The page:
Police officers would take the women into the bathroom to check their genitals and anyone who had a penis would be arrested. This time, however the police decided to make an example of everyone there. They called for backup and intended to arrest everyone present. People were terrified of being arrested or being outed as gay in the papers. Fear levels rose and first person accounts attest to the violence against the patrons. People who had been let go and would not be arrested gathered around the entrance to the bar rather than dispersing. They witnessed the rough behavior of the police against an unnamed lesbian woman that might have been Stormé, accounts are unclear. The police were shoving and dragging people, handcuffing them and stuffing them into police vans. The woman was fighting back, and was hit in the head with a baton which was the final straw. At that point estimates put the crowd into the hundreds, gathered from those who had been released and those who had gathered from other bars.
The Fire Ignites
People threw pennies and bricks, slashed the tires of the police vehicles and fought the officers who were vastly outnumbered. All accounts agree that the violence emerged organically. There was no plan, only the deep upwelling of fear, resentment, and anger against a system that criminalized their very existence.
More police backup arrived to attempt to get through to the police trapped inside the bar. The backup formed a riot squad and attempted to push back the crowd who responded by forming a kick line and singing.
In the end, I think that moment is the essence of the whole thing. People were being beat by police batons and arrested for dancing and singing.
The Stonewall Inn was destroyed and four police were injured in the altercation. Thirteen people were eventually arrested. The rage that had ignited that night lasted for days afterward and sparked a new resistance to police brutality and general hatred toward the LGBT community.
Ancestral Heroes of Pride Month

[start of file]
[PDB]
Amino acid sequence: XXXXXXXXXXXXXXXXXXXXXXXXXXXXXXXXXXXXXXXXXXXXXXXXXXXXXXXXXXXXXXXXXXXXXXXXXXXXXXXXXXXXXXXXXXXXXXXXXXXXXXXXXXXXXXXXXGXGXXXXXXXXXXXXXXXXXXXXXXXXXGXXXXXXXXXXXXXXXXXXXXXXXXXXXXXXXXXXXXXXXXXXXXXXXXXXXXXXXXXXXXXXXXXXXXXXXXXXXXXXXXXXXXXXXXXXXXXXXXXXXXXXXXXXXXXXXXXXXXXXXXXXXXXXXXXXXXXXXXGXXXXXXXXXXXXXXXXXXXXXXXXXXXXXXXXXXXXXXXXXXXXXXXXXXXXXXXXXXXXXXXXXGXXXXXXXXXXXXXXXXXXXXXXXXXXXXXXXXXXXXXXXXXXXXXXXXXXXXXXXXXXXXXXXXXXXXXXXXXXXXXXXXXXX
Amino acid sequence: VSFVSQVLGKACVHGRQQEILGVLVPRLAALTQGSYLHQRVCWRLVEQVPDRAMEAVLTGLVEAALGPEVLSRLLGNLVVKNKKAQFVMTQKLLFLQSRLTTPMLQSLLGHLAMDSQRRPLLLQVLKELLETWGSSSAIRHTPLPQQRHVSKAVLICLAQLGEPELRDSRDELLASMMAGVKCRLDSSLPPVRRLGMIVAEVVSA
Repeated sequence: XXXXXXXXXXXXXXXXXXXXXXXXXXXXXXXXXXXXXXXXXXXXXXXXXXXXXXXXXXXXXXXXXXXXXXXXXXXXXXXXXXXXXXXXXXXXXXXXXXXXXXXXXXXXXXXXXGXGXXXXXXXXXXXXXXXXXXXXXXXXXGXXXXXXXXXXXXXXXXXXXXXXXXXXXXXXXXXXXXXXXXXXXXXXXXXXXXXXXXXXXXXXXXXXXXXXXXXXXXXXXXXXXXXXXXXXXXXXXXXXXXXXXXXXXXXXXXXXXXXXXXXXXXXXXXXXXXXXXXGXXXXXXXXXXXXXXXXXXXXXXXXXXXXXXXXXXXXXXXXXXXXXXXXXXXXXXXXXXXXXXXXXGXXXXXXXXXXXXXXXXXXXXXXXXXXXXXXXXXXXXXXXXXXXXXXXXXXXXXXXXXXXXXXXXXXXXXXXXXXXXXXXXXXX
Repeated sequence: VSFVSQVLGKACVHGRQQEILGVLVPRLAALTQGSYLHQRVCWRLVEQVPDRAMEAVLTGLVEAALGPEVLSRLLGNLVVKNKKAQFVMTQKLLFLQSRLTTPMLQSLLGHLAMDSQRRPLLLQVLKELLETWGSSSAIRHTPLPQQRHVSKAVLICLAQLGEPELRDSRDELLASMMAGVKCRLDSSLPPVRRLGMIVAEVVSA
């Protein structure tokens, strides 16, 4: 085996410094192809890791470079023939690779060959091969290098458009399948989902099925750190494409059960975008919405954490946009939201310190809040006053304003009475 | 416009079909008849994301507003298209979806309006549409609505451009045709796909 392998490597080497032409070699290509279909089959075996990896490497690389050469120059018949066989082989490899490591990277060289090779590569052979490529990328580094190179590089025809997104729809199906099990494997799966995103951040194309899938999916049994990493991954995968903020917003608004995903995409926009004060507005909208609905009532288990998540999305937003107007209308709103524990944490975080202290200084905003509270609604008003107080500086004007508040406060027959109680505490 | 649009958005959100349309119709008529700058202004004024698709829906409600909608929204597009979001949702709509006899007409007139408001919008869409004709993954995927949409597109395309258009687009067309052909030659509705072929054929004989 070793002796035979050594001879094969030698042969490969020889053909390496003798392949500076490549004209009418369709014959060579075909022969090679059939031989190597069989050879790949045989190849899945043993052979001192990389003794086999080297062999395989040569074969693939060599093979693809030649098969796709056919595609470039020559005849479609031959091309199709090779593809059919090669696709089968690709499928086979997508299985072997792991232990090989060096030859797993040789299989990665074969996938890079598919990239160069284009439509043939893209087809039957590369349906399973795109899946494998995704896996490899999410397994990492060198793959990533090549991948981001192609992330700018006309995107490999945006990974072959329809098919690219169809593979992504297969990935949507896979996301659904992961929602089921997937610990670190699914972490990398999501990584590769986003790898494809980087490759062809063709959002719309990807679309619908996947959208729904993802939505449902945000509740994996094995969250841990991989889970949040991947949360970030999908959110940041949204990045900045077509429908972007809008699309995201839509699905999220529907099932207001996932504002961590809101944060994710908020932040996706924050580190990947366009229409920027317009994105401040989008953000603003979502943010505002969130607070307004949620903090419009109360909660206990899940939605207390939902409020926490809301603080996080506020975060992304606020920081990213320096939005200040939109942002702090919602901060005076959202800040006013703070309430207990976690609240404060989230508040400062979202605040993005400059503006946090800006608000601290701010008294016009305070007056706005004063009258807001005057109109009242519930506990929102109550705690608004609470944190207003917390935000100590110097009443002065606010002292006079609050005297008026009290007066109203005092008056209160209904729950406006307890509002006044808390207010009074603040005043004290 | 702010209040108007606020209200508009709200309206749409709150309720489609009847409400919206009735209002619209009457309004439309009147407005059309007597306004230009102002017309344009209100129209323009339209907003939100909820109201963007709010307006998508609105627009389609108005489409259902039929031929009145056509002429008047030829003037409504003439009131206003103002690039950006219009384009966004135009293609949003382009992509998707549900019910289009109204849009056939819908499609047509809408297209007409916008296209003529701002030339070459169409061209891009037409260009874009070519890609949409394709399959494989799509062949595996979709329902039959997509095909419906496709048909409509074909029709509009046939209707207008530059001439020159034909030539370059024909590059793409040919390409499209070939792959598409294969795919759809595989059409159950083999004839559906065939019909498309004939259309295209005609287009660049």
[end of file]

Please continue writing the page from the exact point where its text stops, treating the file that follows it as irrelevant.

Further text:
Black and Latino drag queens and kings are our heroes. They were the ones who rose up and fought back, inspiring generations to celebrate who they are. These are the people who were outcast by the outcasts. When viewed by the lens of intersectional feminism it becomes all too clear. Both Marsha and Sylvia experienced homelessness, both were sex workers and both lived in poverty much of their lives. In 2012 the case on Marsha P. Johnson’s death was reopened to consider if it was actually a homicide, rather than suicide as the police claimed upon her death. She had been found floating in a river with a large wound on the back of her head. Head wounds aren’t important when they’re inflicted on black trans women.
On June 28th, 1969 the world changed just a little bit, and by the next year there were the first Gay Pride Marches as we have them today. By 1973 the Diagnostic and Statistical Manual of Mental Disorders (DSM-II) no longer stated that homosexuality was a mental illness. While modern history places the Stonewall Inn Riots as the turning point of LGBT activism, there were many people who lived and died and contributed to the work before then.
Some Ancestral Heroes of the LGBTQAI Community:
- Evelyn Hooker (September 2, 1907 – November 18, 1996) a cis-hetero psychologist who worked to prove that homosexuality was not a mental illness.